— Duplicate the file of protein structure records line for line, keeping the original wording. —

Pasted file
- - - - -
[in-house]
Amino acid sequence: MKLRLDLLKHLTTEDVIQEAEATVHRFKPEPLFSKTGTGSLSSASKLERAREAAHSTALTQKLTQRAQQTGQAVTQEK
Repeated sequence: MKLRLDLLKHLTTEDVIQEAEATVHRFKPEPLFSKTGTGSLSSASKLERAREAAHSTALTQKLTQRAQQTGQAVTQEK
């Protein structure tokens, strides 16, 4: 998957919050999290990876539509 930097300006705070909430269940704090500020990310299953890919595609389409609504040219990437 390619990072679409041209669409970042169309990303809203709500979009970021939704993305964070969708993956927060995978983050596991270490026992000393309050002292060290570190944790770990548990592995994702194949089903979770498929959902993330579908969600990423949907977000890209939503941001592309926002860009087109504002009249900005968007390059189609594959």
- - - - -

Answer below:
[in-house]
Amino acid sequence: MKLRLDLLKHLTTEDVIQEAEATVHRFKPEPLFSKTGTGSLSSASKLERAREAAHSTALTQKLTQRAQQTGQAVTQEK
Repeated sequence: MKLRLDLLKHLTTEDVIQEAEATVHRFKPEPLFSKTGTGSLSSASKLERAREAAHSTALTQKLTQRAQQTGQAVTQEK
């Protein structure tokens, strides 16, 4: 998957919050999290990876539509 930097300006705070909430269940704090500020990310299953890919595609389409609504040219990437 390619990072679409041209669409970042169309990303809203709500979009970021939704993305964070969708993956927060995978983050596991270490026992000393309050002292060290570190944790770990548990592995994702194949089903979770498929959902993330579908969600990423949907977000890209939503941001592309926002860009087109504002009249900005968007390059189609594959």